As the constants are unpredictability and change, the focus in the augmented intelligence economy is not only on harnessing AI for productivity but also on ensuring that the benefits of AI are distributed equitably across society. This should be done considering the different levels of workers required, from entry to mid-levels and senior/expert levels. This scenario sees extensive digital education action plans to ensure more workers have basic digital skills and other complementary competencies. There is also a need to create constant growth pathways for them as the landscape of work keeps changing and evolving.5 14

In addition, AI integrated into robotics, in some cases, will result in increased productivity by fulfilling some tasks better than humans and benefit humans in ways that will make them able to focus on what they are good at21.

  • AI tools might alleviate the shortage of skilled workers by automating routine tasks and augmenting human capabilities, increasing productivity across various industries9.
  • Demographic trends, such as baby boomers retiring and young workers not arriving in sufficient numbers, contribute to the critical shortage of skilled workers, highlighting the importance of extensive digital education and leadership development9.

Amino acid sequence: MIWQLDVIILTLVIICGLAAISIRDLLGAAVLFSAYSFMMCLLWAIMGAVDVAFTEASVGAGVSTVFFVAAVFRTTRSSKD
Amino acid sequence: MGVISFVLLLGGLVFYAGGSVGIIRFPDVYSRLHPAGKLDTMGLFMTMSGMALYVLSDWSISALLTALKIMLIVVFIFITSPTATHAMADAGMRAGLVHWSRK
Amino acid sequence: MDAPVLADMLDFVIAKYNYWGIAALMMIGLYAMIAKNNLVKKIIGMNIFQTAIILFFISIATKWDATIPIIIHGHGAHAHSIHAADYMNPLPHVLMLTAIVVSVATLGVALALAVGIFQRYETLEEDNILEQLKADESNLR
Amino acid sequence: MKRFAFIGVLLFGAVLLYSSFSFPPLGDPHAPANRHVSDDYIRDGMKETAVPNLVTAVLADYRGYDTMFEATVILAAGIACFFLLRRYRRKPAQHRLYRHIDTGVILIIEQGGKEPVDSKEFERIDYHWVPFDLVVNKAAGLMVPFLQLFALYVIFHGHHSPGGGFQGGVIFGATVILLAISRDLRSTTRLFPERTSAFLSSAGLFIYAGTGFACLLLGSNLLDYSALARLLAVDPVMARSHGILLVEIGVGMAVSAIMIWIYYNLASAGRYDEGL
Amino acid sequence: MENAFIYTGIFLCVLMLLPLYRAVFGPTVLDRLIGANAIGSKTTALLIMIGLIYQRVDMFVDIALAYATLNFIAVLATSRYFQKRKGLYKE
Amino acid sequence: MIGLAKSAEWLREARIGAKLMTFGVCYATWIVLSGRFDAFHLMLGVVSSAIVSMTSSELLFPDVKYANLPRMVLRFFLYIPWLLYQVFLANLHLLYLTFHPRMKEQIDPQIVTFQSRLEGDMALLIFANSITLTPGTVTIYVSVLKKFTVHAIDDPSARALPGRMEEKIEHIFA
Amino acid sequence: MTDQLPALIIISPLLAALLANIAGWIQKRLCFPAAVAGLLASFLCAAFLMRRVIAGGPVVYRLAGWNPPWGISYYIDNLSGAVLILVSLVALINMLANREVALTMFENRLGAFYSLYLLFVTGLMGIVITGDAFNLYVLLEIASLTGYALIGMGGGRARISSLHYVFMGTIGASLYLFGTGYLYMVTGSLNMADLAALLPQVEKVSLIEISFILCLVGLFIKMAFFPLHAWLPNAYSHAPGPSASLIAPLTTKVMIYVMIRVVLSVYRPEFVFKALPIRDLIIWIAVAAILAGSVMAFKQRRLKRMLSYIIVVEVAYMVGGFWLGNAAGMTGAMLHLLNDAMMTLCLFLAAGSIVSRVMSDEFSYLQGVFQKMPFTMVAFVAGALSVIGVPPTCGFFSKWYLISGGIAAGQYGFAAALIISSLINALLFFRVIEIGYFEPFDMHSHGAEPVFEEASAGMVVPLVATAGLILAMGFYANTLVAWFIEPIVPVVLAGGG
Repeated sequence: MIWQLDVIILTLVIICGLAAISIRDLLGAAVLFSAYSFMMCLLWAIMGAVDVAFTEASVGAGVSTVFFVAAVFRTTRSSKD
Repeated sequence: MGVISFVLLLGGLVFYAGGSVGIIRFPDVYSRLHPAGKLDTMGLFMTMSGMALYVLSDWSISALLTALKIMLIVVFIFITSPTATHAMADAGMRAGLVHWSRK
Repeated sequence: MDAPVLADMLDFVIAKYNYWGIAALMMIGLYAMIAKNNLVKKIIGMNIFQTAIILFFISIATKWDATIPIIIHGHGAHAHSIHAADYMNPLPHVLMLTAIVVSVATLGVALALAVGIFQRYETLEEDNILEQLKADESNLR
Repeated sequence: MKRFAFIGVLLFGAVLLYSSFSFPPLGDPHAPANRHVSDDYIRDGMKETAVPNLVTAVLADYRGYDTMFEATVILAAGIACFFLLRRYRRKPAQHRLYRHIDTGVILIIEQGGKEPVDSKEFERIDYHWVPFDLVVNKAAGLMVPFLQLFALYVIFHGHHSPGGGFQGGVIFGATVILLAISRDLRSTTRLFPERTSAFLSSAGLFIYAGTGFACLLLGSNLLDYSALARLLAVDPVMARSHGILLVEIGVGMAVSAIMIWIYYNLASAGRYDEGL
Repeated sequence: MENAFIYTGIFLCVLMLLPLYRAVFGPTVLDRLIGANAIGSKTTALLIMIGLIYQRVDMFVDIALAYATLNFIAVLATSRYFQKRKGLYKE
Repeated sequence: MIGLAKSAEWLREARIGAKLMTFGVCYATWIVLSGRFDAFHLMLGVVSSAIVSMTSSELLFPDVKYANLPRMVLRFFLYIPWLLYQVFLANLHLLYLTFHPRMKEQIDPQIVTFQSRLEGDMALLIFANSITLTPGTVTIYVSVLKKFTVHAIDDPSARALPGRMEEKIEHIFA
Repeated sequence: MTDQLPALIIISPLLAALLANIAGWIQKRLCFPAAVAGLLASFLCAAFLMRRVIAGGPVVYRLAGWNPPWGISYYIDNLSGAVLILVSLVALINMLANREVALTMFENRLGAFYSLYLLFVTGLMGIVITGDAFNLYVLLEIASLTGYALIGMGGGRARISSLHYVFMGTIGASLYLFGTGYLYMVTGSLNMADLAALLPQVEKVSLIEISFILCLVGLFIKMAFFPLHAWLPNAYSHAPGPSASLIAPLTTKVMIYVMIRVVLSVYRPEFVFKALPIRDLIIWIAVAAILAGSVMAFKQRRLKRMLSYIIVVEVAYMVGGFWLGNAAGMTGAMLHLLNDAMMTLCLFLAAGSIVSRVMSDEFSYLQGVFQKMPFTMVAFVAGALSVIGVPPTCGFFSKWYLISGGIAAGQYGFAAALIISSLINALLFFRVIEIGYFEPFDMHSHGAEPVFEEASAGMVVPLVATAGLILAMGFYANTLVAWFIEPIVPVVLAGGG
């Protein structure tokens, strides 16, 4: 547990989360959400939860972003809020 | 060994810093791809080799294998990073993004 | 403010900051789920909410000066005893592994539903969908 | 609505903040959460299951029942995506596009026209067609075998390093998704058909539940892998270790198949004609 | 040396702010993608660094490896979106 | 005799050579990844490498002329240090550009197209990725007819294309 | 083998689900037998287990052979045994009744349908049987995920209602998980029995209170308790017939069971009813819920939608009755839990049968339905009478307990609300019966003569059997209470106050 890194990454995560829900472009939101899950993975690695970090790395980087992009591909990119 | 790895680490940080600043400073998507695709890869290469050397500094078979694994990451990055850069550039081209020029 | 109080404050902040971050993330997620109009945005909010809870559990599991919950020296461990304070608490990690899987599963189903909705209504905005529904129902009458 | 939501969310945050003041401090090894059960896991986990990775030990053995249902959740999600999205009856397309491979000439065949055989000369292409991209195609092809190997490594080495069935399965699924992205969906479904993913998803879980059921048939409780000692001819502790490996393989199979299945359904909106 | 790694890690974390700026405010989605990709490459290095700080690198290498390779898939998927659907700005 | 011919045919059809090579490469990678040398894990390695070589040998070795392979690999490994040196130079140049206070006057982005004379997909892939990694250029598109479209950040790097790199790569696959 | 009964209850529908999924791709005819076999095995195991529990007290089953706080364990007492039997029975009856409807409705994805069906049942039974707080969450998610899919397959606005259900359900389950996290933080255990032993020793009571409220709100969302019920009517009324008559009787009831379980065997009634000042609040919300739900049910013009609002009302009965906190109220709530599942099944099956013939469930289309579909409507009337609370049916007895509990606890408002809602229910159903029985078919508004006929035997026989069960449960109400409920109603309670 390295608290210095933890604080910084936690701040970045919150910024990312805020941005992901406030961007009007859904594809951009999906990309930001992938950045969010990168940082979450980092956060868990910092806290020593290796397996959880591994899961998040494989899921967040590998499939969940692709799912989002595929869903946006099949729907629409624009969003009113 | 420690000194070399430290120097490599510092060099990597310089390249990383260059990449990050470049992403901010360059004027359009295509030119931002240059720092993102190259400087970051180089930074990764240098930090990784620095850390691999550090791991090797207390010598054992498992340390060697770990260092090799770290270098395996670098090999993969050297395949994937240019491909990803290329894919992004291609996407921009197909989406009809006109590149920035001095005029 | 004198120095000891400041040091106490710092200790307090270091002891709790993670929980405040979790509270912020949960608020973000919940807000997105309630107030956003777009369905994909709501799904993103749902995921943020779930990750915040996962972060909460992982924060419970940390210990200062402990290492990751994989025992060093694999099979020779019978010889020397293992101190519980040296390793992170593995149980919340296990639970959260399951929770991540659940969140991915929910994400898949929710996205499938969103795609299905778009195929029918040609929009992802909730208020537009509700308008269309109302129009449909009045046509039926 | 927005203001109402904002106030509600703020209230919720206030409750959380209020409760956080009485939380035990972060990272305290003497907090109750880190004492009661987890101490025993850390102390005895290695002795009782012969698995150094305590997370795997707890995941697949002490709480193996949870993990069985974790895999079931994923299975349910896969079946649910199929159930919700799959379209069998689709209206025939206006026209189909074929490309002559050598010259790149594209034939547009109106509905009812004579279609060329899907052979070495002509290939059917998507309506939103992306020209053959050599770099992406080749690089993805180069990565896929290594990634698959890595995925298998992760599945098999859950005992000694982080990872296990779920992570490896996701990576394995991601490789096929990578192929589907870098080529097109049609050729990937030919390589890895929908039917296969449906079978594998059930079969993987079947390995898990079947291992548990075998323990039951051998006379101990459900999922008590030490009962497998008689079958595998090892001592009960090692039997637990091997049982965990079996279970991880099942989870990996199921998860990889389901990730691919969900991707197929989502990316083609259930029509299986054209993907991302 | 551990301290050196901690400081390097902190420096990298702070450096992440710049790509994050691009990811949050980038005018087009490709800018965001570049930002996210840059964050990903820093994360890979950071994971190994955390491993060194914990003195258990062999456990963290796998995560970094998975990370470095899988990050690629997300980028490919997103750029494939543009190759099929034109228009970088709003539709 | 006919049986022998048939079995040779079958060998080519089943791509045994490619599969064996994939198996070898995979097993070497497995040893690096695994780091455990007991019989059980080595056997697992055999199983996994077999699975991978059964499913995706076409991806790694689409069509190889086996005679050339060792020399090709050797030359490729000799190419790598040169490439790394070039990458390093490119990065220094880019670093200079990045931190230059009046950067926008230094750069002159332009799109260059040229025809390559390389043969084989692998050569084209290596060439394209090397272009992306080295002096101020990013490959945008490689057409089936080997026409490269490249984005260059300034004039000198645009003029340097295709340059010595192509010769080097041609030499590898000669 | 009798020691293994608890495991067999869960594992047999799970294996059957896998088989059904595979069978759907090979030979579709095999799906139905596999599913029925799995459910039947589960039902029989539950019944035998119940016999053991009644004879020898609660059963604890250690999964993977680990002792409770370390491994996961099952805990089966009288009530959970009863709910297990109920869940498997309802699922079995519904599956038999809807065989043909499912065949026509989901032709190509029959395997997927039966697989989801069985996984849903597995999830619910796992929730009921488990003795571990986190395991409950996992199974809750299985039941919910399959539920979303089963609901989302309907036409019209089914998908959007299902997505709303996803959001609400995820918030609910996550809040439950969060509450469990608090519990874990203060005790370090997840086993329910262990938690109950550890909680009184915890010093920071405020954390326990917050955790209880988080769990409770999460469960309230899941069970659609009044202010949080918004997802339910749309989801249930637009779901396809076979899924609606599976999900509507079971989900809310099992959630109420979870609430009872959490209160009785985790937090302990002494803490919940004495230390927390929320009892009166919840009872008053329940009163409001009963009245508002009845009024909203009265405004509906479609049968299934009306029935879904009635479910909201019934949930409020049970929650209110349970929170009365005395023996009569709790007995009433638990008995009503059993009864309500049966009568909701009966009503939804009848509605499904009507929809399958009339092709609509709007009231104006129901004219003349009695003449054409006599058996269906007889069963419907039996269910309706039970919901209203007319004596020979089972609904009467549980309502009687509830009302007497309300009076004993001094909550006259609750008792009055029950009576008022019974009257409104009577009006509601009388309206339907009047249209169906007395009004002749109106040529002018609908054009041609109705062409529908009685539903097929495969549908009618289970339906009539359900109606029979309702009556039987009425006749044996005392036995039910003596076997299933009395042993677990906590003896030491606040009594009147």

• Vision-based cognitive load assessment has the potential to be integrated into the new generation of collaborative robotic technologies. The latter would enable human cognitive state monitoring and robot control strategy adaptation for improving human comfort, ergonomics, and trust in automation. 21.

The leadership gap: A new breed will be born

In the AI-driven era, a new breed of leadership is required that transcends traditional hierarchical and matrix structures, emphasising shared responsibility and collaboration across all levels. This is crucial to enable businesses to navigate uncharted territories and respond to the constant evolution of disruption. This distributed leadership model fosters fluidity and adaptability, allowing individuals with relevant skills or expertise to take charge when needed15 16 17.

The new emerging leaders need to see AI as the new talent that needs to be integrated into the new workforce. The human resources discipline and talent management practices must evolve to cater to management, performance, and development for augmenting AI and human intelligence. The challenging impacts22 of AI on human behaviour will be something we will learn as we integrate more with AI.